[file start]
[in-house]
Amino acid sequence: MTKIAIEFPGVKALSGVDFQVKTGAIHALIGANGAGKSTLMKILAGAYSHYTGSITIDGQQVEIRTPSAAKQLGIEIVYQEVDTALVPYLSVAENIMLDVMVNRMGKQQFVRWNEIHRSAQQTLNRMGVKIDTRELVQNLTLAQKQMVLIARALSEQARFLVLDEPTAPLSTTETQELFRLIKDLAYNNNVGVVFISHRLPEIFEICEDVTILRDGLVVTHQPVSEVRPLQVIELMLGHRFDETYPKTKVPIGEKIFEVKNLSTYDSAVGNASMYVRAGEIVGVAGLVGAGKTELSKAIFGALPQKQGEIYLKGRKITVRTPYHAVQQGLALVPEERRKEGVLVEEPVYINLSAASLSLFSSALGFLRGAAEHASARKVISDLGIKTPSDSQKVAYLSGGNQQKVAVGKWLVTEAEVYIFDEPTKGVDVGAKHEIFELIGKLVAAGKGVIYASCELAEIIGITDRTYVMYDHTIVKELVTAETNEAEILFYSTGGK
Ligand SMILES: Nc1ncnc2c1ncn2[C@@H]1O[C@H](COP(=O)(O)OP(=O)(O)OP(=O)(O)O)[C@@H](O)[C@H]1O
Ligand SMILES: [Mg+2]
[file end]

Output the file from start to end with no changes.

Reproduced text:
[in-house]
Amino acid sequence: MTKIAIEFPGVKALSGVDFQVKTGAIHALIGANGAGKSTLMKILAGAYSHYTGSITIDGQQVEIRTPSAAKQLGIEIVYQEVDTALVPYLSVAENIMLDVMVNRMGKQQFVRWNEIHRSAQQTLNRMGVKIDTRELVQNLTLAQKQMVLIARALSEQARFLVLDEPTAPLSTTETQELFRLIKDLAYNNNVGVVFISHRLPEIFEICEDVTILRDGLVVTHQPVSEVRPLQVIELMLGHRFDETYPKTKVPIGEKIFEVKNLSTYDSAVGNASMYVRAGEIVGVAGLVGAGKTELSKAIFGALPQKQGEIYLKGRKITVRTPYHAVQQGLALVPEERRKEGVLVEEPVYINLSAASLSLFSSALGFLRGAAEHASARKVISDLGIKTPSDSQKVAYLSGGNQQKVAVGKWLVTEAEVYIFDEPTKGVDVGAKHEIFELIGKLVAAGKGVIYASCELAEIIGITDRTYVMYDHTIVKELVTAETNEAEILFYSTGGK
Ligand SMILES: Nc1ncnc2c1ncn2[C@@H]1O[C@H](COP(=O)(O)OP(=O)(O)OP(=O)(O)O)[C@@H](O)[C@H]1O
Ligand SMILES: [Mg+2]